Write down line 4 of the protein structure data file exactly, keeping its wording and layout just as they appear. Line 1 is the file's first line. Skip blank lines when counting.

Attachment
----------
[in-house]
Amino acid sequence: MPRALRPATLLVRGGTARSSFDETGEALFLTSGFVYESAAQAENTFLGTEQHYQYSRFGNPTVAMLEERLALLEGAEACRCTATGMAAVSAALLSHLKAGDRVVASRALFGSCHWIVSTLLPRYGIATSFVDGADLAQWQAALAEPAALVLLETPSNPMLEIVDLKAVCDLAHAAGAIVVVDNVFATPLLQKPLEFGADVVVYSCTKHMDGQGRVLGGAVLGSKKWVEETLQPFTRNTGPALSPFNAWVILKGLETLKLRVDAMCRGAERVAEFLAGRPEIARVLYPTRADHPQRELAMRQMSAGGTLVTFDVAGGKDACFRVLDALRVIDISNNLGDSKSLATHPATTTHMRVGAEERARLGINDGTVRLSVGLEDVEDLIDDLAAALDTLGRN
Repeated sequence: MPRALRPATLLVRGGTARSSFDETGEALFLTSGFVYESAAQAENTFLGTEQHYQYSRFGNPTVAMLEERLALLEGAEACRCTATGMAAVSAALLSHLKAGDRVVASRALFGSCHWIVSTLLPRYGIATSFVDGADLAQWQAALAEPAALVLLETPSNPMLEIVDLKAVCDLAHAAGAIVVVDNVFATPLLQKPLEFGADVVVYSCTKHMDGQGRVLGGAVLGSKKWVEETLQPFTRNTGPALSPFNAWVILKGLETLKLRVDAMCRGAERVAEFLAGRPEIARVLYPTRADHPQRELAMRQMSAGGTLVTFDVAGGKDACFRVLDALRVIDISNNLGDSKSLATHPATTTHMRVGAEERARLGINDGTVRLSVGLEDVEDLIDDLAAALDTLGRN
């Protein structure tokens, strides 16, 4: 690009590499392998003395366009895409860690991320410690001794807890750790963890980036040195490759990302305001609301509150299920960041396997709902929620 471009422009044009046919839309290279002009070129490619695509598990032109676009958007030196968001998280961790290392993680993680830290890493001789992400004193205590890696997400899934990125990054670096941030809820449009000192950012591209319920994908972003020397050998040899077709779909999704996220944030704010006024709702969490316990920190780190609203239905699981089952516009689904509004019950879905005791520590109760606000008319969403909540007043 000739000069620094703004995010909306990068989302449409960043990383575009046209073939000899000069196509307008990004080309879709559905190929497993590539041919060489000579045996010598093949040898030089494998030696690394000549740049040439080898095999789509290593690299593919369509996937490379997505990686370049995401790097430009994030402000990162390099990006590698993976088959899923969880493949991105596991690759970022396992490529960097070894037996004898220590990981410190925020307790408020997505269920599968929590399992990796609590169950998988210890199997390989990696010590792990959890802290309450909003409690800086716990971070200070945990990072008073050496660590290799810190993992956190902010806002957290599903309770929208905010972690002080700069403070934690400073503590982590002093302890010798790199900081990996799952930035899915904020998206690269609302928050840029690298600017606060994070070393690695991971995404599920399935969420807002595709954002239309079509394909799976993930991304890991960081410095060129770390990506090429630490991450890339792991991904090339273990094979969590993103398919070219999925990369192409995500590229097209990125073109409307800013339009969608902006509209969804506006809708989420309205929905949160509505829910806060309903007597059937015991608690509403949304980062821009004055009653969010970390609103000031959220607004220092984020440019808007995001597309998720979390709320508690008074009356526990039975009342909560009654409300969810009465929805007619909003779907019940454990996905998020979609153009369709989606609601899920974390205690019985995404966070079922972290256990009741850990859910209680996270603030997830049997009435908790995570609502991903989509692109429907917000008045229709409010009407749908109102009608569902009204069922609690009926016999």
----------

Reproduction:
């Protein structure tokens, strides 16, 4: 690009590499392998003395366009895409860690991320410690001794807890750790963890980036040195490759990302305001609301509150299920960041396997709902929620 471009422009044009046919839309290279002009070129490619695509598990032109676009958007030196968001998280961790290392993680993680830290890493001789992400004193205590890696997400899934990125990054670096941030809820449009000192950012591209319920994908972003020397050998040899077709779909999704996220944030704010006024709702969490316990920190780190609203239905699981089952516009689904509004019950879905005791520590109760606000008319969403909540007043 000739000069620094703004995010909306990068989302449409960043990383575009046209073939000899000069196509307008990004080309879709559905190929497993590539041919060489000579045996010598093949040898030089494998030696690394000549740049040439080898095999789509290593690299593919369509996937490379997505990686370049995401790097430009994030402000990162390099990006590698993976088959899923969880493949991105596991690759970022396992490529960097070894037996004898220590990981410190925020307790408020997505269920599968929590399992990796609590169950998988210890199997390989990696010590792990959890802290309450909003409690800086716990971070200070945990990072008073050496660590290799810190993992956190902010806002957290599903309770929208905010972690002080700069403070934690400073503590982590002093302890010798790199900081990996799952930035899915904020998206690269609302928050840029690298600017606060994070070393690695991971995404599920399935969420807002595709954002239309079509394909799976993930991304890991960081410095060129770390990506090429630490991450890339792991991904090339273990094979969590993103398919070219999925990369192409995500590229097209990125073109409307800013339009969608902006509209969804506006809708989420309205929905949160509505829910806060309903007597059937015991608690509403949304980062821009004055009653969010970390609103000031959220607004220092984020440019808007995001597309998720979390709320508690008074009356526990039975009342909560009654409300969810009465929805007619909003779907019940454990996905998020979609153009369709989606609601899920974390205690019985995404966070079922972290256990009741850990859910209680996270603030997830049997009435908790995570609502991903989509692109429907917000008045229709409010009407749908109102009608569902009204069922609690009926016999």